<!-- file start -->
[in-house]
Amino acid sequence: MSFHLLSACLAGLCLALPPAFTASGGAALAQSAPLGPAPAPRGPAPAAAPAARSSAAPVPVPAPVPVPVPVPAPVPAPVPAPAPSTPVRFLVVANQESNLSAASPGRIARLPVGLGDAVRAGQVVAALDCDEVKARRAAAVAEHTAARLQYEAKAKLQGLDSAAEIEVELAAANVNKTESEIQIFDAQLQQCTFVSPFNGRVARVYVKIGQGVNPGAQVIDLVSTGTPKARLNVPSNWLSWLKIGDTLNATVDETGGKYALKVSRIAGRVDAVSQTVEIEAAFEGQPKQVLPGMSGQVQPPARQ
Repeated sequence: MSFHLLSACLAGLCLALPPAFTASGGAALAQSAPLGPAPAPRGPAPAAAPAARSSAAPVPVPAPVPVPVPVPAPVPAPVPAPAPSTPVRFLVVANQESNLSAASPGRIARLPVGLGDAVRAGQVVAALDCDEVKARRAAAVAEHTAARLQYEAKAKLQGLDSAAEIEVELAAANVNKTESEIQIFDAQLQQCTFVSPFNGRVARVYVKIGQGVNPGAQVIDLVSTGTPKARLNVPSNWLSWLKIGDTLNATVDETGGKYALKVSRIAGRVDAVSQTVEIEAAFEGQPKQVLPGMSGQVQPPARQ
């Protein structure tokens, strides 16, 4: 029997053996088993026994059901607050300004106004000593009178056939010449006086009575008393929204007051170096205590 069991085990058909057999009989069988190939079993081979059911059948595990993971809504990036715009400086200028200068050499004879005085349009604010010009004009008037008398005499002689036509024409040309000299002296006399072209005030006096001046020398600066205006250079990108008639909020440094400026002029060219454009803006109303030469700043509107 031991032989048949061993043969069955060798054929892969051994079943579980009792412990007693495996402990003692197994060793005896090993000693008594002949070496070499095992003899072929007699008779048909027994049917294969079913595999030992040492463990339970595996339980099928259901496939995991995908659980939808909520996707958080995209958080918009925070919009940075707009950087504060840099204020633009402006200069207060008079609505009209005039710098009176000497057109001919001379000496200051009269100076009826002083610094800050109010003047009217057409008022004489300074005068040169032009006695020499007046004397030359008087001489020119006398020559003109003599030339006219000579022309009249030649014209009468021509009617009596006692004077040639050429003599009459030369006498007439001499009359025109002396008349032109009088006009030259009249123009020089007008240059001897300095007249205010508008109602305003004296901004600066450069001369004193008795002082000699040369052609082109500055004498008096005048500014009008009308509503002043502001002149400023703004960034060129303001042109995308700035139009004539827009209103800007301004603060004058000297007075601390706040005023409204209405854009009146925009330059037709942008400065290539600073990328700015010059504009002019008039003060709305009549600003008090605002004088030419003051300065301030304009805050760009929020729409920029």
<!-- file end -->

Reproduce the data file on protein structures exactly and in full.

[in-house]
Amino acid sequence: MSFHLLSACLAGLCLALPPAFTASGGAALAQSAPLGPAPAPRGPAPAAAPAARSSAAPVPVPAPVPVPVPVPAPVPAPVPAPAPSTPVRFLVVANQESNLSAASPGRIARLPVGLGDAVRAGQVVAALDCDEVKARRAAAVAEHTAARLQYEAKAKLQGLDSAAEIEVELAAANVNKTESEIQIFDAQLQQCTFVSPFNGRVARVYVKIGQGVNPGAQVIDLVSTGTPKARLNVPSNWLSWLKIGDTLNATVDETGGKYALKVSRIAGRVDAVSQTVEIEAAFEGQPKQVLPGMSGQVQPPARQ
Repeated sequence: MSFHLLSACLAGLCLALPPAFTASGGAALAQSAPLGPAPAPRGPAPAAAPAARSSAAPVPVPAPVPVPVPVPAPVPAPVPAPAPSTPVRFLVVANQESNLSAASPGRIARLPVGLGDAVRAGQVVAALDCDEVKARRAAAVAEHTAARLQYEAKAKLQGLDSAAEIEVELAAANVNKTESEIQIFDAQLQQCTFVSPFNGRVARVYVKIGQGVNPGAQVIDLVSTGTPKARLNVPSNWLSWLKIGDTLNATVDETGGKYALKVSRIAGRVDAVSQTVEIEAAFEGQPKQVLPGMSGQVQPPARQ
């Protein structure tokens, strides 16, 4: 029997053996088993026994059901607050300004106004000593009178056939010449006086009575008393929204007051170096205590 069991085990058909057999009989069988190939079993081979059911059948595990993971809504990036715009400086200028200068050499004879005085349009604010010009004009008037008398005499002689036509024409040309000299002296006399072209005030006096001046020398600066205006250079990108008639909020440094400026002029060219454009803006109303030469700043509107 031991032989048949061993043969069955060798054929892969051994079943579980009792412990007693495996402990003692197994060793005896090993000693008594002949070496070499095992003899072929007699008779048909027994049917294969079913595999030992040492463990339970595996339980099928259901496939995991995908659980939808909520996707958080995209958080918009925070919009940075707009950087504060840099204020633009402006200069207060008079609505009209005039710098009176000497057109001919001379000496200051009269100076009826002083610094800050109010003047009217057409008022004489300074005068040169032009006695020499007046004397030359008087001489020119006398020559003109003599030339006219000579022309009249030649014209009468021509009617009596006692004077040639050429003599009459030369006498007439001499009359025109002396008349032109009088006009030259009249123009020089007008240059001897300095007249205010508008109602305003004296901004600066450069001369004193008795002082000699040369052609082109500055004498008096005048500014009008009308509503002043502001002149400023703004960034060129303001042109995308700035139009004539827009209103800007301004603060004058000297007075601390706040005023409204209405854009009146925009330059037709942008400065290539600073990328700015010059504009002019008039003060709305009549600003008090605002004088030419003051300065301030304009805050760009929020729409920029």